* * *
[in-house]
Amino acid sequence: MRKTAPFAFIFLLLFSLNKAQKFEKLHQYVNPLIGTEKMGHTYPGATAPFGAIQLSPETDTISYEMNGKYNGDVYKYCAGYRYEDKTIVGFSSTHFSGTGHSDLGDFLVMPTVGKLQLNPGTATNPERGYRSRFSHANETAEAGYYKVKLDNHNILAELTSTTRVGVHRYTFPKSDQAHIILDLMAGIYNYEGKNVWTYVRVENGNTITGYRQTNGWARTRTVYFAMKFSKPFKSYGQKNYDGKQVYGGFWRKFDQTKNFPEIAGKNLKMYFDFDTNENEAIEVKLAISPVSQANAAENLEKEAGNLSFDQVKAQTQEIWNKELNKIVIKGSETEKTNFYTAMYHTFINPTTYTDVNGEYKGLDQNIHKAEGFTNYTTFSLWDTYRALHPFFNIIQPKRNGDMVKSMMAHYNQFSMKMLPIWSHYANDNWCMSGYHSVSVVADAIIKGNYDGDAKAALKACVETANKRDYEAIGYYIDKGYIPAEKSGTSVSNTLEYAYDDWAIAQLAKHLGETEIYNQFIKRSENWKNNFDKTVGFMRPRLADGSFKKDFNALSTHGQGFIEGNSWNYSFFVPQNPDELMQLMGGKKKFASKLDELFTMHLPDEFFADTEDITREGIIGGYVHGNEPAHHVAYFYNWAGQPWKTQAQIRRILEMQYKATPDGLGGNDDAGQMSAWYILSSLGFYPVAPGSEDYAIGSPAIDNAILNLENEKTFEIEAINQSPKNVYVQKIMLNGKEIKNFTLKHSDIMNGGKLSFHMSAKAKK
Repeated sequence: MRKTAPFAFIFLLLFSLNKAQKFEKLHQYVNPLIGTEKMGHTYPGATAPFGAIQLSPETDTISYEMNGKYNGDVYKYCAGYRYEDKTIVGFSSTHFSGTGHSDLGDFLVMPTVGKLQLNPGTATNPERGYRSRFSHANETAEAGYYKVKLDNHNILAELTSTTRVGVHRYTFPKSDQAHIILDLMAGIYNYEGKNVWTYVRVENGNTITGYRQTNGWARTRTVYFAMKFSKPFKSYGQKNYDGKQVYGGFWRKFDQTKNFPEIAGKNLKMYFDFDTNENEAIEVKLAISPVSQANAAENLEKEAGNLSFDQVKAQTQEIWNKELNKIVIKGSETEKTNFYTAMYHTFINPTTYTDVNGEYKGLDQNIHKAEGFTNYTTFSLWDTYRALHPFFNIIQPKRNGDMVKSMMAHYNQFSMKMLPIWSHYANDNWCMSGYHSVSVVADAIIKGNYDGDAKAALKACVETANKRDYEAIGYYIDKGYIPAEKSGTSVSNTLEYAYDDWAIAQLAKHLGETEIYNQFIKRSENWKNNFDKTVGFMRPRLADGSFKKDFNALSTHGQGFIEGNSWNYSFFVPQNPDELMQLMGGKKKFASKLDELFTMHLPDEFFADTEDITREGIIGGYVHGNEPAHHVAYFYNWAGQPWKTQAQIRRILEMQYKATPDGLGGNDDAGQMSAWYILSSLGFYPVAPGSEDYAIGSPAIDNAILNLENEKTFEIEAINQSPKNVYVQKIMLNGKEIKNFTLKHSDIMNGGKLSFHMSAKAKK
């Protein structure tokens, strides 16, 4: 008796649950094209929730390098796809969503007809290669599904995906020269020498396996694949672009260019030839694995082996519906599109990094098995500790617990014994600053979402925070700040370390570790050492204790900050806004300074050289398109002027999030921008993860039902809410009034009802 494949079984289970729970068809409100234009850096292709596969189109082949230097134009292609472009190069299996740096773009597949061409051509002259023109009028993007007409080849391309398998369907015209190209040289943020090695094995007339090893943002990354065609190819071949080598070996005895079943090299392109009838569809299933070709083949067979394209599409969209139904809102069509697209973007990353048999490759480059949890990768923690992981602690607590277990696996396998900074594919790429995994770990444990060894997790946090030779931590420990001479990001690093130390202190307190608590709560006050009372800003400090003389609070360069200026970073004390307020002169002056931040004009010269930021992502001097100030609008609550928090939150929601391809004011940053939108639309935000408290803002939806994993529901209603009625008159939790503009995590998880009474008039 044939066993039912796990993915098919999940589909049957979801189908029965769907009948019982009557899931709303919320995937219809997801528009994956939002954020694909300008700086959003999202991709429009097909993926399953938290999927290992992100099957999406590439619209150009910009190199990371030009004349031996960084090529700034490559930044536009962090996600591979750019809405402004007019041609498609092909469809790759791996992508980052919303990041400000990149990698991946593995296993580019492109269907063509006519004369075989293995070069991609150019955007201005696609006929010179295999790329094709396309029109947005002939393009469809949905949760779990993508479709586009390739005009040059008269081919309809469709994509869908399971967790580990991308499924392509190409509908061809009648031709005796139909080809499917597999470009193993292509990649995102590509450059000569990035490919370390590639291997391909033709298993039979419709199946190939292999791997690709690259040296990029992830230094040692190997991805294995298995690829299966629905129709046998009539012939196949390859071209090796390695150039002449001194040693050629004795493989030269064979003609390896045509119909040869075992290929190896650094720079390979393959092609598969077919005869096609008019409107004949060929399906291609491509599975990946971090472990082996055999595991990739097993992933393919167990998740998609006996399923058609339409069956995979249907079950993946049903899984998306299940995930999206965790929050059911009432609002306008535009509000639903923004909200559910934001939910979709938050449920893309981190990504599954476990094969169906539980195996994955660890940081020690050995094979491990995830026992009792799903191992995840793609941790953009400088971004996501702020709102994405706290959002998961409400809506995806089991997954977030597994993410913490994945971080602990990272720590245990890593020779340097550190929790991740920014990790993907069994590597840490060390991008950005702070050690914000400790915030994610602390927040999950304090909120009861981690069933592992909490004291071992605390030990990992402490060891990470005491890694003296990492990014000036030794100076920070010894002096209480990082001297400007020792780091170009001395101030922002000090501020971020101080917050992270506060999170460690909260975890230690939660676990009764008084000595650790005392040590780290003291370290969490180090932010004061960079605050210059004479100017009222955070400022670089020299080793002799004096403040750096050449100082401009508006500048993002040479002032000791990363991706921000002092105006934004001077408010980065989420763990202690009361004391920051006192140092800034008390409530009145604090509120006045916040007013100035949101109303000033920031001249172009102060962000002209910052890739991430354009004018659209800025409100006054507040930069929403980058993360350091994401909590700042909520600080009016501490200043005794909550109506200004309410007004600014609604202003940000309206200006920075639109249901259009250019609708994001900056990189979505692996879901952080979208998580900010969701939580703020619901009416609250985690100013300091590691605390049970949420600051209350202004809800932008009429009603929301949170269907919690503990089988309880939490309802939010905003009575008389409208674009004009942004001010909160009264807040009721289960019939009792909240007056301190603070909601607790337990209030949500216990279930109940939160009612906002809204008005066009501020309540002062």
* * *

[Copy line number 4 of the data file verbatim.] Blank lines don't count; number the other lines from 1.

């Protein structure tokens, strides 16, 4: 008796649950094209929730390098796809969503007809290669599904995906020269020498396996694949672009260019030839694995082996519906599109990094098995500790617990014994600053979402925070700040370390570790050492204790900050806004300074050289398109002027999030921008993860039902809410009034009802 494949079984289970729970068809409100234009850096292709596969189109082949230097134009292609472009190069299996740096773009597949061409051509002259023109009028993007007409080849391309398998369907015209190209040289943020090695094995007339090893943002990354065609190819071949080598070996005895079943090299392109009838569809299933070709083949067979394209599409969209139904809102069509697209973007990353048999490759480059949890990768923690992981602690607590277990696996396998900074594919790429995994770990444990060894997790946090030779931590420990001479990001690093130390202190307190608590709560006050009372800003400090003389609070360069200026970073004390307020002169002056931040004009010269930021992502001097100030609008609550928090939150929601391809004011940053939108639309935000408290803002939806994993529901209603009625008159939790503009995590998880009474008039 044939066993039912796990993915098919999940589909049957979801189908029965769907009948019982009557899931709303919320995937219809997801528009994956939002954020694909300008700086959003999202991709429009097909993926399953938290999927290992992100099957999406590439619209150009910009190199990371030009004349031996960084090529700034490559930044536009962090996600591979750019809405402004007019041609498609092909469809790759791996992508980052919303990041400000990149990698991946593995296993580019492109269907063509006519004369075989293995070069991609150019955007201005696609006929010179295999790329094709396309029109947005002939393009469809949905949760779990993508479709586009390739005009040059008269081919309809469709994509869908399971967790580990991308499924392509190409509908061809009648031709005796139909080809499917597999470009193993292509990649995102590509450059000569990035490919370390590639291997391909033709298993039979419709199946190939292999791997690709690259040296990029992830230094040692190997991805294995298995690829299966629905129709046998009539012939196949390859071209090796390695150039002449001194040693050629004795493989030269064979003609390896045509119909040869075992290929190896650094720079390979393959092609598969077919005869096609008019409107004949060929399906291609491509599975990946971090472990082996055999595991990739097993992933393919167990998740998609006996399923058609339409069956995979249907079950993946049903899984998306299940995930999206965790929050059911009432609002306008535009509000639903923004909200559910934001939910979709938050449920893309981190990504599954476990094969169906539980195996994955660890940081020690050995094979491990995830026992009792799903191992995840793609941790953009400088971004996501702020709102994405706290959002998961409400809506995806089991997954977030597994993410913490994945971080602990990272720590245990890593020779340097550190929790991740920014990790993907069994590597840490060390991008950005702070050690914000400790915030994610602390927040999950304090909120009861981690069933592992909490004291071992605390030990990992402490060891990470005491890694003296990492990014000036030794100076920070010894002096209480990082001297400007020792780091170009001395101030922002000090501020971020101080917050992270506060999170460690909260975890230690939660676990009764008084000595650790005392040590780290003291370290969490180090932010004061960079605050210059004479100017009222955070400022670089020299080793002799004096403040750096050449100082401009508006500048993002040479002032000791990363991706921000002092105006934004001077408010980065989420763990202690009361004391920051006192140092800034008390409530009145604090509120006045916040007013100035949101109303000033920031001249172009102060962000002209910052890739991430354009004018659209800025409100006054507040930069929403980058993360350091994401909590700042909520600080009016501490200043005794909550109506200004309410007004600014609604202003940000309206200006920075639109249901259009250019609708994001900056990189979505692996879901952080979208998580900010969701939580703020619901009416609250985690100013300091590691605390049970949420600051209350202004809800932008009429009603929301949170269907919690503990089988309880939490309802939010905003009575008389409208674009004009942004001010909160009264807040009721289960019939009792909240007056301190603070909601607790337990209030949500216990279930109940939160009612906002809204008005066009501020309540002062």